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Jensen-Shannon(JS) Divergence

The Jensen-Shannon distance measures the similarity between two probability distributions.

It is based on the Kullback-Leibler divergence but is a different, symmetric version of the Kullback-Leibler divergence measure. The Jensen-Shannon distance between two distributions, if they are similar, is 0. 

It is defined as the square root of the Jensen-Shannon divergence, which is a measure of the average divergence of the two distributions from their mean.

The formula to compute Jensen-Shannon between P and Q is:

JS(P,Q) = sqrt( [KL(P,M) + KL(Q,M)] / 2 )

Where M is the average of P and Q i.e. M = (P + Q) / 2

Then, Jensen-Shannon is the square root of the average of KL(P,M) and KL(Q,M)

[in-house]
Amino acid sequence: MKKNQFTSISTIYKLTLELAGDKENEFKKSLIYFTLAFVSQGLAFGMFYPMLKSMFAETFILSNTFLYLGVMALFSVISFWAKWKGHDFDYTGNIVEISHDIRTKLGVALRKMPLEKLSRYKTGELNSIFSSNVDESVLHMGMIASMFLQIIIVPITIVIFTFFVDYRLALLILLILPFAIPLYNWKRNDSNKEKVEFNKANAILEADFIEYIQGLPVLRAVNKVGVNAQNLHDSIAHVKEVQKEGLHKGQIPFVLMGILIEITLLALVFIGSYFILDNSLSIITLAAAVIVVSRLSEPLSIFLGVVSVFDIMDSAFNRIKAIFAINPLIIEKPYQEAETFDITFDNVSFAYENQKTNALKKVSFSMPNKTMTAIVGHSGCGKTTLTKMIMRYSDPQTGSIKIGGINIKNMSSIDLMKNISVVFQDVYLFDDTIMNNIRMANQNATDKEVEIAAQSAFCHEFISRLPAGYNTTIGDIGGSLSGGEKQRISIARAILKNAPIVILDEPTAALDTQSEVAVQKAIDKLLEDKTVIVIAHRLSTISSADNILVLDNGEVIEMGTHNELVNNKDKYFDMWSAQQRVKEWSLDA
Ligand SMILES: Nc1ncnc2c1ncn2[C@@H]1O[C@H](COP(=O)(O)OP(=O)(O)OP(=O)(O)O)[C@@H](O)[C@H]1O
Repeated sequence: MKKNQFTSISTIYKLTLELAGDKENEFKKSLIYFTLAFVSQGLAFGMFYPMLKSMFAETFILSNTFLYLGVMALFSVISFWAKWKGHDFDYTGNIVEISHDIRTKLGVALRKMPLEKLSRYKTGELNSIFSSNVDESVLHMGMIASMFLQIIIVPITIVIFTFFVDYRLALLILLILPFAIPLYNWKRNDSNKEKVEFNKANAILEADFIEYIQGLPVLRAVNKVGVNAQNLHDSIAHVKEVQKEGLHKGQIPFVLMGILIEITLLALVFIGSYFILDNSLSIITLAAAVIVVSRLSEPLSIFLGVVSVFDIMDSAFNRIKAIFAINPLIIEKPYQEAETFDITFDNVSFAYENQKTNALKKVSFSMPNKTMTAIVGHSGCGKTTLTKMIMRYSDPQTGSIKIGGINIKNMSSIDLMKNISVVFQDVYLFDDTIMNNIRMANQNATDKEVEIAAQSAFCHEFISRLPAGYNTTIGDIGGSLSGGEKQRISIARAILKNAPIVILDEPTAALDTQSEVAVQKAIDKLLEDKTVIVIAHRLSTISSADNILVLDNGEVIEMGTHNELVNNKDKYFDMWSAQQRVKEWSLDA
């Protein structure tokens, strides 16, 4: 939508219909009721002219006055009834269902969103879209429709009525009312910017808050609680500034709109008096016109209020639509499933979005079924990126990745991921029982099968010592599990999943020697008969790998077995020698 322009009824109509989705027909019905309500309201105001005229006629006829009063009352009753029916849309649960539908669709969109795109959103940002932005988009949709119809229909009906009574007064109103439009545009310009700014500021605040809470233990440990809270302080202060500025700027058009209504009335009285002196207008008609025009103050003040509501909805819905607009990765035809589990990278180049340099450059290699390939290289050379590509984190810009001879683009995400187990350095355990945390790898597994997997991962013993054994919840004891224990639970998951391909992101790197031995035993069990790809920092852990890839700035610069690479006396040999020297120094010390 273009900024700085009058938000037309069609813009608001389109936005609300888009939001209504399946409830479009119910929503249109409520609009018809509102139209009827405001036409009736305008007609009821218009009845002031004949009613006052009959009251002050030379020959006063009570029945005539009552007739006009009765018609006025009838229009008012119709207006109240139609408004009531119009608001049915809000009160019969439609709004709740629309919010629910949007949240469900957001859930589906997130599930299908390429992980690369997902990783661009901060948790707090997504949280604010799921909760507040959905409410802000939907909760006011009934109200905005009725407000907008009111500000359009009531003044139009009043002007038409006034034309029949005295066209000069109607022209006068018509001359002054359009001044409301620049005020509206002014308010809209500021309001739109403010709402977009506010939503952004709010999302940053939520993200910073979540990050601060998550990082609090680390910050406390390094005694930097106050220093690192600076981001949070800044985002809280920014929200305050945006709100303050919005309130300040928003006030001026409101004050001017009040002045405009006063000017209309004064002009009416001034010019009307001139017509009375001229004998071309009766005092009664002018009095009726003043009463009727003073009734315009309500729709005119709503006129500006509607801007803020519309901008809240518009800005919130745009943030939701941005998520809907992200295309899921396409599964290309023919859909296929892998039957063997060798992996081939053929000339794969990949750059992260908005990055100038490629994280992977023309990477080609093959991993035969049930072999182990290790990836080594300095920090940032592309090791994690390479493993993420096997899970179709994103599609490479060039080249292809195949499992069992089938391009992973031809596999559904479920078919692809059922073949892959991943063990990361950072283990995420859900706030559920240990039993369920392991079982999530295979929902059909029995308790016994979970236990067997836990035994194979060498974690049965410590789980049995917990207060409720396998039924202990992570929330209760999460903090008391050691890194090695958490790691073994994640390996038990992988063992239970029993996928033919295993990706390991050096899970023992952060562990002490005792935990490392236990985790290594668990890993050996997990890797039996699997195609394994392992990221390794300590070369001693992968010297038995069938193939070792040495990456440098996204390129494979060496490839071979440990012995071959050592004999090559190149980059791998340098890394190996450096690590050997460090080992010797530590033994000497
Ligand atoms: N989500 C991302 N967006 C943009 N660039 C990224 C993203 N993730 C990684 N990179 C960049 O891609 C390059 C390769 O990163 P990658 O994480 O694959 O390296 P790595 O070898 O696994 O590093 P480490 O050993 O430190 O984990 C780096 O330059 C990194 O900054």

The Jensen-Shannon distance is often applied to compare the similarity of two probability distributions in a variety of fields, including information theory, protein surface comparison, bioinformatics, machine learning, and natural language processing. It is a popular choice because it is easy to calculate and has several valuable properties, such as being symmetric, bounded, and satisfying the triangle inequality.

JS can be used for both categorical and numerical features. The default threshold is 0.05 in AryaXAI

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